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Nov 10 2009
City's Compost Test Successful PDF Print E-mail
Tuesday, 10 November 2009

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            It looks like the city of Kodiak's compost test bed project was successful in its first summer of operation. Public Works Director Mark Kozak says the compost pile near the sewage treatment plant kept about 30-tons of sludge out of the borough's land-fill. And even though that sounds like a lot, it's just a drop in the honey bucket compared to what the compost project might be able to use. Thirty-tons is not quite a week's worth of bio-solids, which is left over from sewer treatment.

 

            Kozak says samples have been sent to the state for analysis, which will confirm the compost pile's effectiveness. He said the pile did reach the required 140-degrees for three days each time it was turned:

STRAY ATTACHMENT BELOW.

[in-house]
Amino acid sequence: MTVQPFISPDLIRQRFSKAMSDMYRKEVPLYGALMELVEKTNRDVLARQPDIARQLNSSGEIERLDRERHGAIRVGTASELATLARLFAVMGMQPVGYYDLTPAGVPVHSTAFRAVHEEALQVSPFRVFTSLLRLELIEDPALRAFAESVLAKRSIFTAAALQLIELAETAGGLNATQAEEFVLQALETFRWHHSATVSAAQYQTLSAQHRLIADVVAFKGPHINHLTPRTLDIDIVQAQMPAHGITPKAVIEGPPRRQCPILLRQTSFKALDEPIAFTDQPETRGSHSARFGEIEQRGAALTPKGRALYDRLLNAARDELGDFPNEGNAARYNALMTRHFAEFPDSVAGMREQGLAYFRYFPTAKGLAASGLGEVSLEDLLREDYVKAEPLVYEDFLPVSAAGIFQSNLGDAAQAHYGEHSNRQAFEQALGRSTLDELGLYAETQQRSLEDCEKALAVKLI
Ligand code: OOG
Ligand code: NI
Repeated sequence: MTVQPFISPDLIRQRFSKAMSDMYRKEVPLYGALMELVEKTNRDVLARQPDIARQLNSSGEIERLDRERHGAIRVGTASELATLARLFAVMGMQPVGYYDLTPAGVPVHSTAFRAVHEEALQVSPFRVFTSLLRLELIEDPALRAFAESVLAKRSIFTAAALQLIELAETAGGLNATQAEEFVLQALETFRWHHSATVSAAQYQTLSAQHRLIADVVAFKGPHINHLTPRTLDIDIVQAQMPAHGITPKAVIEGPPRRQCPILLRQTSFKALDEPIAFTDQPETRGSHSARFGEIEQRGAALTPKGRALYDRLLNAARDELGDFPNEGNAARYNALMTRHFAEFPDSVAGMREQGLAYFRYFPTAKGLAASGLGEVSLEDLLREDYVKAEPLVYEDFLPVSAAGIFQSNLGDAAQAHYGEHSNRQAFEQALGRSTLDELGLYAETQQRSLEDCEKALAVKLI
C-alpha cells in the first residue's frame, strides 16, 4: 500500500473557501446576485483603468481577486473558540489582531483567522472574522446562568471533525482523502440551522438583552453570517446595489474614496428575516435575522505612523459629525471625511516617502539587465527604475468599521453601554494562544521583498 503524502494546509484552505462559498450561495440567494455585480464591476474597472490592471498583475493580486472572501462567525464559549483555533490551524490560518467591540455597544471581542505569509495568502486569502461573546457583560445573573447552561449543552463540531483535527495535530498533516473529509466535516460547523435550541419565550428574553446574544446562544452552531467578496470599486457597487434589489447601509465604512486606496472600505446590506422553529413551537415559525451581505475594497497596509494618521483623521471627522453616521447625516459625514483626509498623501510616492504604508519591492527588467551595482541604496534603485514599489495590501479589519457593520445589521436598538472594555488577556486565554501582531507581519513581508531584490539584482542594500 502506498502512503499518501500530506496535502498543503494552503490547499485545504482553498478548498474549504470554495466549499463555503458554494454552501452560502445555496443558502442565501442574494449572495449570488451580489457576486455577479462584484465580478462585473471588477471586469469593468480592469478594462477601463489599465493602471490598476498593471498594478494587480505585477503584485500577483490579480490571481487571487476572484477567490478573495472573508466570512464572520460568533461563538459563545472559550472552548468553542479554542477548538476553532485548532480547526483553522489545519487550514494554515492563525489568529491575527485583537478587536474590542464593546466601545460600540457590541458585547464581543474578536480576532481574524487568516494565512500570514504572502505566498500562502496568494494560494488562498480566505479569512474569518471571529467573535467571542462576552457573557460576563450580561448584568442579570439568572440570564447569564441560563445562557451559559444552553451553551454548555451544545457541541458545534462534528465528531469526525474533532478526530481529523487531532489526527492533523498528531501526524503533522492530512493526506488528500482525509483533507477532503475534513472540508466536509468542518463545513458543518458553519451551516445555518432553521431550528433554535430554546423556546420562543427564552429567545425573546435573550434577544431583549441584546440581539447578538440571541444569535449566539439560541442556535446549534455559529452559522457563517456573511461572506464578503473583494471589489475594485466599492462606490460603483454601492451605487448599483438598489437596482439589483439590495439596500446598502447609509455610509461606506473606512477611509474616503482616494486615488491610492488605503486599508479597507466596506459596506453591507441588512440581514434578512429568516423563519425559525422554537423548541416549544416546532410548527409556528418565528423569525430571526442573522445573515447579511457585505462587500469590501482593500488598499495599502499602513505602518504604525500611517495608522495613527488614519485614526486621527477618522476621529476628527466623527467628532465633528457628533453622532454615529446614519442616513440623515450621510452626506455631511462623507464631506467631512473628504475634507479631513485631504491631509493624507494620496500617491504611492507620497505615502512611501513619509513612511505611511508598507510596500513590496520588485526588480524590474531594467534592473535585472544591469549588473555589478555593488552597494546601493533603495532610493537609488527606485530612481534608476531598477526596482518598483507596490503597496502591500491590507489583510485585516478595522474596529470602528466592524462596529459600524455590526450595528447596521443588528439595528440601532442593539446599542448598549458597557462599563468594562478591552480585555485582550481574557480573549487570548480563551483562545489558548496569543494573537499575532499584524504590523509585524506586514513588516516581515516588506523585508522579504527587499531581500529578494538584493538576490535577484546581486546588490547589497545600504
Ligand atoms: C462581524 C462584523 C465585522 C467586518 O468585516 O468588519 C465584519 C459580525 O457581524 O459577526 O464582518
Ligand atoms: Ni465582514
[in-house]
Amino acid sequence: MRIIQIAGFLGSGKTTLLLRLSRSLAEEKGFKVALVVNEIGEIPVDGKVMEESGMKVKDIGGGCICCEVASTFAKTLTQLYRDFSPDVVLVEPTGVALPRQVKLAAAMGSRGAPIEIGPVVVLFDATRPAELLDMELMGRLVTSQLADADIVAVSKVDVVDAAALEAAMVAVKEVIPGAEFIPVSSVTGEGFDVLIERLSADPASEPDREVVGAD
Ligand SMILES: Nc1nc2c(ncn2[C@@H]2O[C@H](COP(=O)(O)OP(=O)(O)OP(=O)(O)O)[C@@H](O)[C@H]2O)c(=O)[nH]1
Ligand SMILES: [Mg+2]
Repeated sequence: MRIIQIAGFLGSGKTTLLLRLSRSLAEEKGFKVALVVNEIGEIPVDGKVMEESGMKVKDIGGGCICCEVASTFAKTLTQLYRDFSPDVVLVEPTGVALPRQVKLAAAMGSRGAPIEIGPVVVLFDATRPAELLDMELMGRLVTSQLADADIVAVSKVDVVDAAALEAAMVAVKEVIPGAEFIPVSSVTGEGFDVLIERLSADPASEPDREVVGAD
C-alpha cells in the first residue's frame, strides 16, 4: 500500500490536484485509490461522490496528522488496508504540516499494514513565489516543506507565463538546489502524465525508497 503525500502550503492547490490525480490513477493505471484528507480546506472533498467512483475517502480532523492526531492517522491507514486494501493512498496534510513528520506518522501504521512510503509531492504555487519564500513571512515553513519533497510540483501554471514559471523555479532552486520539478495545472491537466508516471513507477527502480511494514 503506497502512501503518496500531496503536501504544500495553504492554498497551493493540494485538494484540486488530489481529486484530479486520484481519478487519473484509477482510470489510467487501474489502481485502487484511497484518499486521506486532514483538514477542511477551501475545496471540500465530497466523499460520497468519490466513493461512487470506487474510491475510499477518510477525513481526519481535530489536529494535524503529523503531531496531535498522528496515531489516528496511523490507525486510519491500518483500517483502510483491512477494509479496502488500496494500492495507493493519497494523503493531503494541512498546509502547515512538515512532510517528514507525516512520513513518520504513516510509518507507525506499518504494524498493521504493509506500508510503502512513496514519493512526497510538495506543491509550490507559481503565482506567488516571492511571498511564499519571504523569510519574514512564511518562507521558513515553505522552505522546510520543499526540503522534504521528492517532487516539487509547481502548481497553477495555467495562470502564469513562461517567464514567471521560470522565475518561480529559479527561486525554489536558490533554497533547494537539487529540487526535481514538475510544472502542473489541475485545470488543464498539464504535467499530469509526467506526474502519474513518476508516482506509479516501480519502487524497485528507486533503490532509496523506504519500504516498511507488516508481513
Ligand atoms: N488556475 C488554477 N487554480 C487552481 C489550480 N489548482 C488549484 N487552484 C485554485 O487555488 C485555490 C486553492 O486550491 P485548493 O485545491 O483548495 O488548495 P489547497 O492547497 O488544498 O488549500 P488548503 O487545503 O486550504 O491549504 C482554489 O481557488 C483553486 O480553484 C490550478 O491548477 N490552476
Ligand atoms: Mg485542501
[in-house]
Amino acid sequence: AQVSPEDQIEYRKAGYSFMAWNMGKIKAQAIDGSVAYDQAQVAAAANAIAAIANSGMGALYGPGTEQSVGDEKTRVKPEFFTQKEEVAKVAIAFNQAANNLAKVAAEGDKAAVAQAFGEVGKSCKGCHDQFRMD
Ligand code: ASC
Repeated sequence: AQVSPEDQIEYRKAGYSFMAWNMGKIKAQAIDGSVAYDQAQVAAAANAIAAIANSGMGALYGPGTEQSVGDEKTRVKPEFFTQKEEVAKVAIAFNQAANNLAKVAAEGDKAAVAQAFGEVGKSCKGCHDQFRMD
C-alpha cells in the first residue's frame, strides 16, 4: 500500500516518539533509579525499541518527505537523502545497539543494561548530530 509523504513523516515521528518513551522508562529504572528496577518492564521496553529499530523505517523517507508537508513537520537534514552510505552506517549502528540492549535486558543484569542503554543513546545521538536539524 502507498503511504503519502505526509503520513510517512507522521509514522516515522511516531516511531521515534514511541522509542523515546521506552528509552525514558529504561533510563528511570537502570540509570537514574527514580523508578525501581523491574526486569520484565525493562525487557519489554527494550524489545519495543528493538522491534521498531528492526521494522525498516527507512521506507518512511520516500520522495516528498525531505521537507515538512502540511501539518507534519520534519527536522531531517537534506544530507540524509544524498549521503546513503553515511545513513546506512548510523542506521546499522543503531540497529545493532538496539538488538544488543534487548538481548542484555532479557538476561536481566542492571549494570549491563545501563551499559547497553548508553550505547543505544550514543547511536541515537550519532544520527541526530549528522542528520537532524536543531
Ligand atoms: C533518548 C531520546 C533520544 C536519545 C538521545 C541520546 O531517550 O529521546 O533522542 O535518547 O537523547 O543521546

--          (Compost 1                 26 sec              "We don't have results ... things of that nature.")

 

            There were a few initial reports of odor from the compost pile, which is on Spruce Cape Road, but Kozak said it quickly dissipated.

 

--          (Compost 2                 40 sec              "During the mixing process ... well for us that way.")

 

            Kozak said once the samples have been confirmed not to have any fecal coli form or other pathogens left in it, the compost can be given out to the public.

 

--          (Compost 3                 29 sec              "Because this is a trial ... their yards or wherever.")

 

            Since the compost bed has been covered for the winter, any distribution will have to take place in the spring, after the wood chip additions - called "amendments" - are screened out. The compost needs more than just the bio-solids from the treatment plant to function properly. Kozak said cardboard could be used, but it'd have to be shredded or cut into small pieces first.

 

 

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